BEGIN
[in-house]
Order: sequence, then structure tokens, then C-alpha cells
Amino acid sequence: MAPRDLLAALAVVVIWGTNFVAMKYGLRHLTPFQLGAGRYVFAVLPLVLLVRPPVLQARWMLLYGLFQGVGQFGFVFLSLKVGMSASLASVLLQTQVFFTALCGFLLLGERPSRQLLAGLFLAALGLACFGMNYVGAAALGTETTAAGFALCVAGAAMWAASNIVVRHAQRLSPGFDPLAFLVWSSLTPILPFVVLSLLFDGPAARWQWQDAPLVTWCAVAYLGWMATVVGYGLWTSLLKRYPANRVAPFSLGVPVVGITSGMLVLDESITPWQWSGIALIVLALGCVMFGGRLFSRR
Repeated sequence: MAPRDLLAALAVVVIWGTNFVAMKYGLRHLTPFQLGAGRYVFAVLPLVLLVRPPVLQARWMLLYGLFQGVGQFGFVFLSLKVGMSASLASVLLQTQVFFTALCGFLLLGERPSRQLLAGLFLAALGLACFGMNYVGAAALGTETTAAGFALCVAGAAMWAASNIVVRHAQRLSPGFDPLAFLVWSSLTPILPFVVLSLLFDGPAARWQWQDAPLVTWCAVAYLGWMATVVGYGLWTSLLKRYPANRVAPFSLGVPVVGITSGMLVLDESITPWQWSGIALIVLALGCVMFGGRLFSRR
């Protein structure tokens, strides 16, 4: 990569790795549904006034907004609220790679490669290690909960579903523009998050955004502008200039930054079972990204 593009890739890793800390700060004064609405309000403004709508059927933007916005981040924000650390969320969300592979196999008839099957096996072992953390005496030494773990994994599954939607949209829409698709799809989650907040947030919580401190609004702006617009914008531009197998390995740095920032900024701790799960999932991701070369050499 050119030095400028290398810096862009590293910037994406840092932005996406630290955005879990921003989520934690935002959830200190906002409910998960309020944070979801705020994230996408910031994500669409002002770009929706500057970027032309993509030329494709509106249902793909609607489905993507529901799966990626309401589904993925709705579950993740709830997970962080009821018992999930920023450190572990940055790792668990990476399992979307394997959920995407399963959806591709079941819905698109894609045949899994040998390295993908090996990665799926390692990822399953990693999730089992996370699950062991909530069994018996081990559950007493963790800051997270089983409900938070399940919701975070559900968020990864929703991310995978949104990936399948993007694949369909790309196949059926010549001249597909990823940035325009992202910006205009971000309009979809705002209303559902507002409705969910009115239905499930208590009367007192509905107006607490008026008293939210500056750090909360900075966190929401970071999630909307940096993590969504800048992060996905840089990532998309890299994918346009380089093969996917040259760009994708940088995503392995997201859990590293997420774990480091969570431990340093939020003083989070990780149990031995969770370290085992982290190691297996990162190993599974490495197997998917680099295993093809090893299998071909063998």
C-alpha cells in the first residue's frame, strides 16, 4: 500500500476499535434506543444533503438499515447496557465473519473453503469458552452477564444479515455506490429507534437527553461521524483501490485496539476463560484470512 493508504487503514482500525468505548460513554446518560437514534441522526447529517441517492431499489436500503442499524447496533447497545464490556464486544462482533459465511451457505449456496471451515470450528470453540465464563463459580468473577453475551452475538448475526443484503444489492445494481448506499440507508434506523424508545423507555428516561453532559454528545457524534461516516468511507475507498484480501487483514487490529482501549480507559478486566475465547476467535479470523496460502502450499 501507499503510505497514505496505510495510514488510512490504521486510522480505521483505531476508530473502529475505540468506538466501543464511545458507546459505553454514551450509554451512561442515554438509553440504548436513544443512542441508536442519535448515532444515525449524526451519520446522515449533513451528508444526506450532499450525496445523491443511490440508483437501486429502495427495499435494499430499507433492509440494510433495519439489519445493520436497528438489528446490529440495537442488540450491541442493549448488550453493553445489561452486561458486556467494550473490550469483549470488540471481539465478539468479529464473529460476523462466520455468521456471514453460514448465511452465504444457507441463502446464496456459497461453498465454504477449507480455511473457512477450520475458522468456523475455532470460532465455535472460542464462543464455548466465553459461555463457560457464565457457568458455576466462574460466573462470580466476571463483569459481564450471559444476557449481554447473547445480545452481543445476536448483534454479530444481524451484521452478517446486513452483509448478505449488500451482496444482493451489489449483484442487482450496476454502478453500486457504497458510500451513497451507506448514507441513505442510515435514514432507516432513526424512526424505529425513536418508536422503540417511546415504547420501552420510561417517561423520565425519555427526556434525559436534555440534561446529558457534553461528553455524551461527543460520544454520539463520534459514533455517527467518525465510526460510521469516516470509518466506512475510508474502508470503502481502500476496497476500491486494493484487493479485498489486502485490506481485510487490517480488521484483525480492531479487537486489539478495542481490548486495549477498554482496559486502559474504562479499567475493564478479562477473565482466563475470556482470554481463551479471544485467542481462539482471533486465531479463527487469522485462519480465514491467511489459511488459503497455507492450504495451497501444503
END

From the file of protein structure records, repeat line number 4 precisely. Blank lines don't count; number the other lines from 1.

Repeated sequence: MAPRDLLAALAVVVIWGTNFVAMKYGLRHLTPFQLGAGRYVFAVLPLVLLVRPPVLQARWMLLYGLFQGVGQFGFVFLSLKVGMSASLASVLLQTQVFFTALCGFLLLGERPSRQLLAGLFLAALGLACFGMNYVGAAALGTETTAAGFALCVAGAAMWAASNIVVRHAQRLSPGFDPLAFLVWSSLTPILPFVVLSLLFDGPAARWQWQDAPLVTWCAVAYLGWMATVVGYGLWTSLLKRYPANRVAPFSLGVPVVGITSGMLVLDESITPWQWSGIALIVLALGCVMFGGRLFSRR